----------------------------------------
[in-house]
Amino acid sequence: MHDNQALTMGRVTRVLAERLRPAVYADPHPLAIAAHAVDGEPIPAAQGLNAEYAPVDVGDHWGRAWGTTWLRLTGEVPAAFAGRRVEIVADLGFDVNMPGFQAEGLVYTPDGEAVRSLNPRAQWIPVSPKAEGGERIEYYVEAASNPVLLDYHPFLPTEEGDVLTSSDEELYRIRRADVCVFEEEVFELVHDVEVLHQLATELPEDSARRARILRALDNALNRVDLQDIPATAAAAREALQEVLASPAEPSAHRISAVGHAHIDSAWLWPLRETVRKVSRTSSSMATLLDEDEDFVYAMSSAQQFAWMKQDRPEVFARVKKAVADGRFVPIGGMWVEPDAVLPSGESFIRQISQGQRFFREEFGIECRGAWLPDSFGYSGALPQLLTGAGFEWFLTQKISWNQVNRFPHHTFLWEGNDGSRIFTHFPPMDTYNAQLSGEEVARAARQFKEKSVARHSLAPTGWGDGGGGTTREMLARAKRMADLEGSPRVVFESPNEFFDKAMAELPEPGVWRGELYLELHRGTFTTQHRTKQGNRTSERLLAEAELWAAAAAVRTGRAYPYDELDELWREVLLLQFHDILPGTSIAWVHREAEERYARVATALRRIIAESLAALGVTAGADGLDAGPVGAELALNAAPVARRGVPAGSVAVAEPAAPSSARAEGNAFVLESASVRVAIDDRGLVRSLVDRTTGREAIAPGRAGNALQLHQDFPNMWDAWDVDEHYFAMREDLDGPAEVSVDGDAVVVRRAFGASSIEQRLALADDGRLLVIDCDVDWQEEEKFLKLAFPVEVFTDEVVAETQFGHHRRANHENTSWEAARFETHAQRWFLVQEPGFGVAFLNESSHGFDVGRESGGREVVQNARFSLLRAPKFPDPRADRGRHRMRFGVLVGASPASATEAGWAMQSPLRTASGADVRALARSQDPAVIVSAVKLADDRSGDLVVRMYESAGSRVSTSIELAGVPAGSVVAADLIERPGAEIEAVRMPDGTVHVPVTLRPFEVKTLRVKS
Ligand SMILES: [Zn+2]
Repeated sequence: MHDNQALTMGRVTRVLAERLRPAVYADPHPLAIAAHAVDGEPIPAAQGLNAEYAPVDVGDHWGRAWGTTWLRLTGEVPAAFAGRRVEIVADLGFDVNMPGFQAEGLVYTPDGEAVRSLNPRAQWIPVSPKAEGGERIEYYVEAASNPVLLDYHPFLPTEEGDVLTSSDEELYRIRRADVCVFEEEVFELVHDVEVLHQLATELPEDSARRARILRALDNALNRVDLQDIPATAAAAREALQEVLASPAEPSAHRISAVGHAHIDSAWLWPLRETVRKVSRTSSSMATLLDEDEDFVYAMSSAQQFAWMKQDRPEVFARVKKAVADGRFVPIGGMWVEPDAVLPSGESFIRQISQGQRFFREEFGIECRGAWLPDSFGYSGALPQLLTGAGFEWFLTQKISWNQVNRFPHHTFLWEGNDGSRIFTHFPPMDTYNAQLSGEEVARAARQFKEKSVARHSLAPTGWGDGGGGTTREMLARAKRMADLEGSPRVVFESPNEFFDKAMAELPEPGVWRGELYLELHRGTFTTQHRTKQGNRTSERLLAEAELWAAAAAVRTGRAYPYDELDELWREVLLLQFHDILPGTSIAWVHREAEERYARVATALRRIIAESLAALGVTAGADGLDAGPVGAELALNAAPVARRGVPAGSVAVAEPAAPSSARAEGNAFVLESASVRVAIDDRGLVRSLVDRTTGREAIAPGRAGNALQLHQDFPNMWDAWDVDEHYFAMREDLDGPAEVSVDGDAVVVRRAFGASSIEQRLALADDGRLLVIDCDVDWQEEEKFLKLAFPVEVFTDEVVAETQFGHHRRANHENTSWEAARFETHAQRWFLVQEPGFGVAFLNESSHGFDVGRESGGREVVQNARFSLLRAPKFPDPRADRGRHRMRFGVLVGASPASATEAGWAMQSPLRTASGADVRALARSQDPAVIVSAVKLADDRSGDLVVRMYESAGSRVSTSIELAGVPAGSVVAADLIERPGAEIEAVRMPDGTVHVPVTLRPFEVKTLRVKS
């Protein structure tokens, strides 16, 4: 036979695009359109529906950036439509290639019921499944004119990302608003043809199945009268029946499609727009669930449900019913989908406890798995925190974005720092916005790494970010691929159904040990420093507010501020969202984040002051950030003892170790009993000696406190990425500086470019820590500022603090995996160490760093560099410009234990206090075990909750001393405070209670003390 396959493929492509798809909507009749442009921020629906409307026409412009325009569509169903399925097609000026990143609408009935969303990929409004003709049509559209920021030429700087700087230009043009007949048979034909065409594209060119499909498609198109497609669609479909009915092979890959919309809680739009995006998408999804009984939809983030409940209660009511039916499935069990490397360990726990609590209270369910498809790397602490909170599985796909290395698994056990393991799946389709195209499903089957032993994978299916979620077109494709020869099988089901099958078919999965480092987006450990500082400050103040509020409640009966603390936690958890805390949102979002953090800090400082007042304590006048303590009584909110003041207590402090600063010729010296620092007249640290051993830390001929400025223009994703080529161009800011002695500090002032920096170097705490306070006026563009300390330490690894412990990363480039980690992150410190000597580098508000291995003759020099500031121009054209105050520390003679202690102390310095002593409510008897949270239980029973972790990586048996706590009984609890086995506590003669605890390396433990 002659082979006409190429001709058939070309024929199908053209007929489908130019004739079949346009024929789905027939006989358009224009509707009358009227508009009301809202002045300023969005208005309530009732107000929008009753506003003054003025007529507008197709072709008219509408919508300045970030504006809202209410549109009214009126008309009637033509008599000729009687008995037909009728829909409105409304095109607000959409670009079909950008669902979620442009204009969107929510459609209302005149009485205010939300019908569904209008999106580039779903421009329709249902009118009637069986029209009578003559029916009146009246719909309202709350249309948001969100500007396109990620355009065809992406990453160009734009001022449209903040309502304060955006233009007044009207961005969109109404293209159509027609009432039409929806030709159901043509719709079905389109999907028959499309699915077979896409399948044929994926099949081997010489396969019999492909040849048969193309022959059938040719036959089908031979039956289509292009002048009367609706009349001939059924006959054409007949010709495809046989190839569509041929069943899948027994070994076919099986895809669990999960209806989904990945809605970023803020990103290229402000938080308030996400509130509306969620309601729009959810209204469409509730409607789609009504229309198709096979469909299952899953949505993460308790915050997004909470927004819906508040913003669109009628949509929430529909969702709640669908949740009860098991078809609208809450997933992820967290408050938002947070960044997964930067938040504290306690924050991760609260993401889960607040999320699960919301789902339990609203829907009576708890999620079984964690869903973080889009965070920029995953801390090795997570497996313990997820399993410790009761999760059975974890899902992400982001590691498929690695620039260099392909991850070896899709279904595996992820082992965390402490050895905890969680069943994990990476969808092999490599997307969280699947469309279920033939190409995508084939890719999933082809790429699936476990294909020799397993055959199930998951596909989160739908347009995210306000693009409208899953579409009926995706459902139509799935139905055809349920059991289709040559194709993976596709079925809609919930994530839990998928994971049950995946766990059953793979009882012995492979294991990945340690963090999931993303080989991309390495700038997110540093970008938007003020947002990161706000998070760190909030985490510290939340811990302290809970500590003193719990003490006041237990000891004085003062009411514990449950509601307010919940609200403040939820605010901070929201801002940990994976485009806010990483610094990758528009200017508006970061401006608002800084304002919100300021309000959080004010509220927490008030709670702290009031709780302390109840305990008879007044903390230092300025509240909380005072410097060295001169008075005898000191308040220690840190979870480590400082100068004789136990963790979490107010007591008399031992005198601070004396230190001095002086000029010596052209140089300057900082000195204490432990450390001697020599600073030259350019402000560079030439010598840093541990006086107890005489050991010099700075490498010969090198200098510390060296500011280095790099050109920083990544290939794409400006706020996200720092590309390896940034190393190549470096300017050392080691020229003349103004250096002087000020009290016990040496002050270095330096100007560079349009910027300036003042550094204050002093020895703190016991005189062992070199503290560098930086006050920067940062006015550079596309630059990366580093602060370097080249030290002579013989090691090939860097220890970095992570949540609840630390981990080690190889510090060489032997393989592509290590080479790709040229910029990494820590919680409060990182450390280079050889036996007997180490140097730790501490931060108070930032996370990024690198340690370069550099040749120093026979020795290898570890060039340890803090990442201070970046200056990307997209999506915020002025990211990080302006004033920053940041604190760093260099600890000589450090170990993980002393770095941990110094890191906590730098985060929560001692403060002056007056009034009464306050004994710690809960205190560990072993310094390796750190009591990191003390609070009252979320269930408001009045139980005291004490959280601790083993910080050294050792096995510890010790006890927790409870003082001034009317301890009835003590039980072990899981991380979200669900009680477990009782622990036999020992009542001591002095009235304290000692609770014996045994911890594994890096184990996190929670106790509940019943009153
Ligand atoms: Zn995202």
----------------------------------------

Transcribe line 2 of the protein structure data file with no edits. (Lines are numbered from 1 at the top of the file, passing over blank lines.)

Amino acid sequence: MHDNQALTMGRVTRVLAERLRPAVYADPHPLAIAAHAVDGEPIPAAQGLNAEYAPVDVGDHWGRAWGTTWLRLTGEVPAAFAGRRVEIVADLGFDVNMPGFQAEGLVYTPDGEAVRSLNPRAQWIPVSPKAEGGERIEYYVEAASNPVLLDYHPFLPTEEGDVLTSSDEELYRIRRADVCVFEEEVFELVHDVEVLHQLATELPEDSARRARILRALDNALNRVDLQDIPATAAAAREALQEVLASPAEPSAHRISAVGHAHIDSAWLWPLRETVRKVSRTSSSMATLLDEDEDFVYAMSSAQQFAWMKQDRPEVFARVKKAVADGRFVPIGGMWVEPDAVLPSGESFIRQISQGQRFFREEFGIECRGAWLPDSFGYSGALPQLLTGAGFEWFLTQKISWNQVNRFPHHTFLWEGNDGSRIFTHFPPMDTYNAQLSGEEVARAARQFKEKSVARHSLAPTGWGDGGGGTTREMLARAKRMADLEGSPRVVFESPNEFFDKAMAELPEPGVWRGELYLELHRGTFTTQHRTKQGNRTSERLLAEAELWAAAAAVRTGRAYPYDELDELWREVLLLQFHDILPGTSIAWVHREAEERYARVATALRRIIAESLAALGVTAGADGLDAGPVGAELALNAAPVARRGVPAGSVAVAEPAAPSSARAEGNAFVLESASVRVAIDDRGLVRSLVDRTTGREAIAPGRAGNALQLHQDFPNMWDAWDVDEHYFAMREDLDGPAEVSVDGDAVVVRRAFGASSIEQRLALADDGRLLVIDCDVDWQEEEKFLKLAFPVEVFTDEVVAETQFGHHRRANHENTSWEAARFETHAQRWFLVQEPGFGVAFLNESSHGFDVGRESGGREVVQNARFSLLRAPKFPDPRADRGRHRMRFGVLVGASPASATEAGWAMQSPLRTASGADVRALARSQDPAVIVSAVKLADDRSGDLVVRMYESAGSRVSTSIELAGVPAGSVVAADLIERPGAEIEAVRMPDGTVHVPVTLRPFEVKTLRVKS